Progress for Indian nuclear trade

30 September 2013

India and the USA have reaffirmed their commitment to the implementation of bilateral nuclear trade agreements, alongside the signature of a preliminary contract for the construction of reactors in Gujarat. Meanwhile, a cooperation agreement between Canada and India has entered into force.

Singh-Obama (PM of India)_460
Manmohan Singh and Barack Obama meet in Washington DC (Image: Prime Minister of India)

The conclusion of a "preliminary contract to develop a power plant in Gujarat" by Westinghouse and Nuclear Power Corporation of India Ltd (NPCIL) was announced in a joint statement by Indian prime minister Manmohan Singh and US president Barack Obama following a summit meeting in Washington DC. No further details of the contract were given, but the two leaders further urged NPCIL and US reactor vendors Westinghouse and GE-Hitachi to "expedite the necessary work" to establish nuclear plants in Gujarat and Andhra Pradesh.

The two leaders both reaffirmed their commitment to the "full and timely" implementation of the India-US civil nuclear cooperation agreement, signed in 2008 after the international Nuclear Suppliers Group agreed to relax international nuclear trade restrictions against India and the two countries signed a civil nuclear agreement.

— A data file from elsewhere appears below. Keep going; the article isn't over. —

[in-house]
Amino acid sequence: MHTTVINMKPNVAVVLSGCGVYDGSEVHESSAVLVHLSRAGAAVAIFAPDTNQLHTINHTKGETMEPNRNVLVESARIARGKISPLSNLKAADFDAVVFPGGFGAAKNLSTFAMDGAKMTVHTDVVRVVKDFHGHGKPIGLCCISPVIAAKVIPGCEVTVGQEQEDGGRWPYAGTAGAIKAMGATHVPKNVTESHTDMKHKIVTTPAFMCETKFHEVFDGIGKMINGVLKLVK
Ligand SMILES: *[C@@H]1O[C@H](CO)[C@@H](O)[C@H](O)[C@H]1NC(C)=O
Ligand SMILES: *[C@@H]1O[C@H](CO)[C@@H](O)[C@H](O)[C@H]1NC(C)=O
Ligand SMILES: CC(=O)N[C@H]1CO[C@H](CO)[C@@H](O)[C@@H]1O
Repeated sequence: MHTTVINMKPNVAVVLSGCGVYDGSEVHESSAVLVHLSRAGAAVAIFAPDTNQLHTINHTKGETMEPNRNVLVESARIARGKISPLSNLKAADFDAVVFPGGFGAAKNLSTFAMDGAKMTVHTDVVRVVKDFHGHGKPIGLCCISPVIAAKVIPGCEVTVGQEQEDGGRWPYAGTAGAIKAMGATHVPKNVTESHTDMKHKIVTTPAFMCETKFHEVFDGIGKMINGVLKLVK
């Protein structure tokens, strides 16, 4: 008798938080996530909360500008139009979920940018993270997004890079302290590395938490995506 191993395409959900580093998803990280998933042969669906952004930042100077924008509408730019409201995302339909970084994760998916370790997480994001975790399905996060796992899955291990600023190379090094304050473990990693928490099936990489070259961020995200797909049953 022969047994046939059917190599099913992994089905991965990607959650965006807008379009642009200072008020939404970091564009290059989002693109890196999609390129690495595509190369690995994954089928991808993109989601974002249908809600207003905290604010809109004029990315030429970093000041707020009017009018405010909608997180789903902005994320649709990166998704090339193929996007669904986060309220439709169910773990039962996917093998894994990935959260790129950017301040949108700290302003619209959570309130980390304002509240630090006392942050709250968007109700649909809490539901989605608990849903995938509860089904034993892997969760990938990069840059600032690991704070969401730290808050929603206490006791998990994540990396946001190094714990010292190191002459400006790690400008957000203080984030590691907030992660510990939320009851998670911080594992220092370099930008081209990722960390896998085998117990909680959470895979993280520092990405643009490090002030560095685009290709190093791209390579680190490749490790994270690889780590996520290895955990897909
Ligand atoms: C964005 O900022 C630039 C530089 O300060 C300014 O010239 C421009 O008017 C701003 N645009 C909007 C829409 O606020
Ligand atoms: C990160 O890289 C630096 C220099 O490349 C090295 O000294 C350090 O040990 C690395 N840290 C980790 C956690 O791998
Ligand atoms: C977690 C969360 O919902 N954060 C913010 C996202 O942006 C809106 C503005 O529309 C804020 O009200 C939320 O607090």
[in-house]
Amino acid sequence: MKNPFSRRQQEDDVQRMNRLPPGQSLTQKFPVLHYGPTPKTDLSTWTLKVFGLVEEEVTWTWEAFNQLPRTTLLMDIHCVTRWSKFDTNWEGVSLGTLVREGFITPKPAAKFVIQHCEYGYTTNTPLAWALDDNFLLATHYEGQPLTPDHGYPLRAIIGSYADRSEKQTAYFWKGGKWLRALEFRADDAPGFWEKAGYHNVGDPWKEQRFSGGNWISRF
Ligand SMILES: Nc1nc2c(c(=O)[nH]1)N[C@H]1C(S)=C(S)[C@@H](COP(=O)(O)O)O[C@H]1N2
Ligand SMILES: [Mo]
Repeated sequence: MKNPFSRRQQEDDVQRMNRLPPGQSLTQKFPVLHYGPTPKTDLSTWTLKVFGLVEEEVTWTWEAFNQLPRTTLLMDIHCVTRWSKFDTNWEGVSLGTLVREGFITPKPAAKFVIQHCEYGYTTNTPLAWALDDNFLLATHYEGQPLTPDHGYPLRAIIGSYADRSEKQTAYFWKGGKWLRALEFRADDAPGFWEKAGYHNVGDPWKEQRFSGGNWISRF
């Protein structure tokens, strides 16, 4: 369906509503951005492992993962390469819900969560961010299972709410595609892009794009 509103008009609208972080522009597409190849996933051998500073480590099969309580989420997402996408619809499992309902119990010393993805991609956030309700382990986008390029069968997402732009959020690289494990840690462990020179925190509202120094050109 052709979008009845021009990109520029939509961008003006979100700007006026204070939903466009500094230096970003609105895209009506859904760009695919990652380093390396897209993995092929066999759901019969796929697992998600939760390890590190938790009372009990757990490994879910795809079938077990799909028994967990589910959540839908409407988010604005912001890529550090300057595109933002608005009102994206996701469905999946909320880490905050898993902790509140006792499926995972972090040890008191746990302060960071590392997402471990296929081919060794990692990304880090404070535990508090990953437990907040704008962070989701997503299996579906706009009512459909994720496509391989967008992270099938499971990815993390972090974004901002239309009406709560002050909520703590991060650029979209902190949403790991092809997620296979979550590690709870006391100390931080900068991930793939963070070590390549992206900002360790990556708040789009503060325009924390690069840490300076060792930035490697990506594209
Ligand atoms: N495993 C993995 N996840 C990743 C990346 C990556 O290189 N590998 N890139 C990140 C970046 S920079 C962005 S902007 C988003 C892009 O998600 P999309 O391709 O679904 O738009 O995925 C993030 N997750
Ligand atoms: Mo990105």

Pre-project activities are already under way at Mithi Virdi in Gujarat, where six Westinghouse AP1000 reactors are planned. In Andhra Pradesh, Kovvada has been earmarked for the construction of six GE-Hitachi ESBWR units.

Canada looks to new market

Canadian natural resources minister Joe Oliver has said that the newly announced entry into force of the Canada-India Nuclear Cooperation Agreement will open up access to an "important new market" for Canada's uranium, nuclear technology, services and equipment.

The agreement, together with a supporting "appropriate arrangement" signed earlier this year, allows Canadian companies to export nuclear items to India for peaceful uses in facilities under International Atomic Energy Agency safeguards.

With its ambitious plans for nuclear energy expansion but limited uranium resources, India represents a vast potential market for Canada's uranium. Minister for foreign affairs Lynne Yelich said the agreement was of particular importance for the province of Saskatchewan, home to Canada's uranium mining industry.

Researched and written
by World Nuclear News